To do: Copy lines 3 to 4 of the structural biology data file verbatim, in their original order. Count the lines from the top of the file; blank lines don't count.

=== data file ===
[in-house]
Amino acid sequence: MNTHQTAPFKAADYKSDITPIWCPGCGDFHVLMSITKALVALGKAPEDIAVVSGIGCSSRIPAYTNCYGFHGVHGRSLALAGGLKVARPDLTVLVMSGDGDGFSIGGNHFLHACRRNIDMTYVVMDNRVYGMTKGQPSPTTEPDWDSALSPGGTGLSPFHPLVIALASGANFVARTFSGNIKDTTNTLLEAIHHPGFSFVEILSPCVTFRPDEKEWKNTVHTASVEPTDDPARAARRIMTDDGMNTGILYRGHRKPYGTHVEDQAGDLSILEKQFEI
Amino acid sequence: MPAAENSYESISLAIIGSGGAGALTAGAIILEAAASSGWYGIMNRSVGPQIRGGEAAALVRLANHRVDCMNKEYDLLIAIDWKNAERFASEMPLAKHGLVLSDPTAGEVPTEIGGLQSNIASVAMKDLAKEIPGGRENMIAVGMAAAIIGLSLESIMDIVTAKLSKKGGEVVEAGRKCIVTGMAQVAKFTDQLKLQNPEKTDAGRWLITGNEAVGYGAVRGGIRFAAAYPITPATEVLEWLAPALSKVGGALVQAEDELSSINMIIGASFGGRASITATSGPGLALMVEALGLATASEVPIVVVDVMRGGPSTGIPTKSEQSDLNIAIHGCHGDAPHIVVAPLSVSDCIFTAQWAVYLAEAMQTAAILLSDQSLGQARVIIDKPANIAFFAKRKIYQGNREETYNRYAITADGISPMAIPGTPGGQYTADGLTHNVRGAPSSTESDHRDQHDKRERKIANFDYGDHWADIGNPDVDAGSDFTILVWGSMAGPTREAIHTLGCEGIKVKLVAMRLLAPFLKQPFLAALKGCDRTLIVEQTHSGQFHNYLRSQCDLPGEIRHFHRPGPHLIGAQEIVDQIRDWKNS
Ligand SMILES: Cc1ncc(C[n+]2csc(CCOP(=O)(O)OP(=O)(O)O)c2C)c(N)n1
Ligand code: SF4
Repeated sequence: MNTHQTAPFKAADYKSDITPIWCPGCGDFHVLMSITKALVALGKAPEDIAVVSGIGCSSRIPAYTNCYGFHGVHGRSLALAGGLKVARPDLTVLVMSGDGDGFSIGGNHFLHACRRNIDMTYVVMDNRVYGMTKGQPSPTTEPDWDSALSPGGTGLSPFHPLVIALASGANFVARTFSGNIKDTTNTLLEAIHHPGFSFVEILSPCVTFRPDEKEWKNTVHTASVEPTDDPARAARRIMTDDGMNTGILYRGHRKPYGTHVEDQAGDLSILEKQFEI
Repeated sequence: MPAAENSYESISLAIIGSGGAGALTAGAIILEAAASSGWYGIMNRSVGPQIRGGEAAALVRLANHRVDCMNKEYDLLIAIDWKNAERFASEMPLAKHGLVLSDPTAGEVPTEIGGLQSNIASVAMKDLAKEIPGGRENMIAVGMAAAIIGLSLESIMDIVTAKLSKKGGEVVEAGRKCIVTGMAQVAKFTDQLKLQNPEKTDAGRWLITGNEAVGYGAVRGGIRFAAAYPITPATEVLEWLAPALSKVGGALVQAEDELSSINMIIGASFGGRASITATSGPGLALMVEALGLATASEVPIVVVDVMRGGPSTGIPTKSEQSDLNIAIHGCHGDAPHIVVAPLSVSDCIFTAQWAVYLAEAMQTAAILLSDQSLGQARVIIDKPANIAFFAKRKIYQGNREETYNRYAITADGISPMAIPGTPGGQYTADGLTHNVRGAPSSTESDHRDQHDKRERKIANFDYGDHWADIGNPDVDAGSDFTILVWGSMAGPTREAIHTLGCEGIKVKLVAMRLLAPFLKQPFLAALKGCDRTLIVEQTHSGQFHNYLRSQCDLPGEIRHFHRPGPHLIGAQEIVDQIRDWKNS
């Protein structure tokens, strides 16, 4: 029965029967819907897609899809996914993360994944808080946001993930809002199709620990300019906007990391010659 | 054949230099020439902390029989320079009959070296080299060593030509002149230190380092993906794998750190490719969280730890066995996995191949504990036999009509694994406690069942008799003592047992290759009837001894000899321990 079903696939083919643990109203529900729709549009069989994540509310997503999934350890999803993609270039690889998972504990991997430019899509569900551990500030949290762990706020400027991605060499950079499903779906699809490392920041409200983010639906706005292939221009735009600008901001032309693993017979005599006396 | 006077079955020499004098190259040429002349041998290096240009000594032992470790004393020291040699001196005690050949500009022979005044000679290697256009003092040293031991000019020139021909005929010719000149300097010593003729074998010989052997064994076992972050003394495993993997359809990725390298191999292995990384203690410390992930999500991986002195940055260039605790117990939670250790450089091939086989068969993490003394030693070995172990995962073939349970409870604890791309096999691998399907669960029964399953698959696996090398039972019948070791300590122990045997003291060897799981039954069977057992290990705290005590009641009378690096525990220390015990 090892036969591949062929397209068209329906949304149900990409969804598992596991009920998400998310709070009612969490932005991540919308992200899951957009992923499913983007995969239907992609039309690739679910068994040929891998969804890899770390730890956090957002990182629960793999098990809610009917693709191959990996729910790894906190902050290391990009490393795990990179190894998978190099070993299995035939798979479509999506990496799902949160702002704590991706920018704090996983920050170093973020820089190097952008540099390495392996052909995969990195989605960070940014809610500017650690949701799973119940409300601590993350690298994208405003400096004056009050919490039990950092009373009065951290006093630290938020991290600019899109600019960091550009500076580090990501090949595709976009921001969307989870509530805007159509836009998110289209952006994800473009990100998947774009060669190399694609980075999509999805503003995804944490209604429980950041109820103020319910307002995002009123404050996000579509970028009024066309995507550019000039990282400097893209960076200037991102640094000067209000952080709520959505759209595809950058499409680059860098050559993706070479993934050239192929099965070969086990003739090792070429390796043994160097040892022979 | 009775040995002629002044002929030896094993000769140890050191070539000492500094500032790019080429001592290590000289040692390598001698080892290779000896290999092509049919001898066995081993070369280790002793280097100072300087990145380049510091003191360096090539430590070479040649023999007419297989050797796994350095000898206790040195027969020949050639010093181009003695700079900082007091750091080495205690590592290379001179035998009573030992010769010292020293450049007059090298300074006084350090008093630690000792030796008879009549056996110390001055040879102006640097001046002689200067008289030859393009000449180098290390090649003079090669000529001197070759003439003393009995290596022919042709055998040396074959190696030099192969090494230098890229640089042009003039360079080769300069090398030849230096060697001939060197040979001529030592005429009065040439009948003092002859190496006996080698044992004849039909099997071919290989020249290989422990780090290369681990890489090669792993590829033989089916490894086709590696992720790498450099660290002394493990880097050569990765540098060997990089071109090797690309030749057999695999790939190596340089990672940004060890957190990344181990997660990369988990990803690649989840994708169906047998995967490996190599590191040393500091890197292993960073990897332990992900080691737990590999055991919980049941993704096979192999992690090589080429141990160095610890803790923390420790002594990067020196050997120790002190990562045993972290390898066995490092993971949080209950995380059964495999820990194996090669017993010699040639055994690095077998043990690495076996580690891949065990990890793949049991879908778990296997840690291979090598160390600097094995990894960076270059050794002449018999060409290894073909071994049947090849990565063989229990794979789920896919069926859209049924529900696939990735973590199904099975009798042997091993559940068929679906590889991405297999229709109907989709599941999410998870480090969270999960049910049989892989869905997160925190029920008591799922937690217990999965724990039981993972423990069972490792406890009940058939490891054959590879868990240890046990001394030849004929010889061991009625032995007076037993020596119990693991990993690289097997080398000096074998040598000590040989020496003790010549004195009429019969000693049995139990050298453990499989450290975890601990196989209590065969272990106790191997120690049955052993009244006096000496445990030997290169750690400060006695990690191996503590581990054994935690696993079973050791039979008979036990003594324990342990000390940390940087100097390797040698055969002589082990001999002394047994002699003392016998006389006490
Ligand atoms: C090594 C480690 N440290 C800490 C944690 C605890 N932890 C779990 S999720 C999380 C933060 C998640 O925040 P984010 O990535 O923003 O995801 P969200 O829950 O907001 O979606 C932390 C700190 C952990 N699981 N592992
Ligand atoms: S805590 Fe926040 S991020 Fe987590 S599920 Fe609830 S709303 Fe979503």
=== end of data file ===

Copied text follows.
Amino acid sequence: MPAAENSYESISLAIIGSGGAGALTAGAIILEAAASSGWYGIMNRSVGPQIRGGEAAALVRLANHRVDCMNKEYDLLIAIDWKNAERFASEMPLAKHGLVLSDPTAGEVPTEIGGLQSNIASVAMKDLAKEIPGGRENMIAVGMAAAIIGLSLESIMDIVTAKLSKKGGEVVEAGRKCIVTGMAQVAKFTDQLKLQNPEKTDAGRWLITGNEAVGYGAVRGGIRFAAAYPITPATEVLEWLAPALSKVGGALVQAEDELSSINMIIGASFGGRASITATSGPGLALMVEALGLATASEVPIVVVDVMRGGPSTGIPTKSEQSDLNIAIHGCHGDAPHIVVAPLSVSDCIFTAQWAVYLAEAMQTAAILLSDQSLGQARVIIDKPANIAFFAKRKIYQGNREETYNRYAITADGISPMAIPGTPGGQYTADGLTHNVRGAPSSTESDHRDQHDKRERKIANFDYGDHWADIGNPDVDAGSDFTILVWGSMAGPTREAIHTLGCEGIKVKLVAMRLLAPFLKQPFLAALKGCDRTLIVEQTHSGQFHNYLRSQCDLPGEIRHFHRPGPHLIGAQEIVDQIRDWKNS
Ligand SMILES: Cc1ncc(C[n+]2csc(CCOP(=O)(O)OP(=O)(O)O)c2C)c(N)n1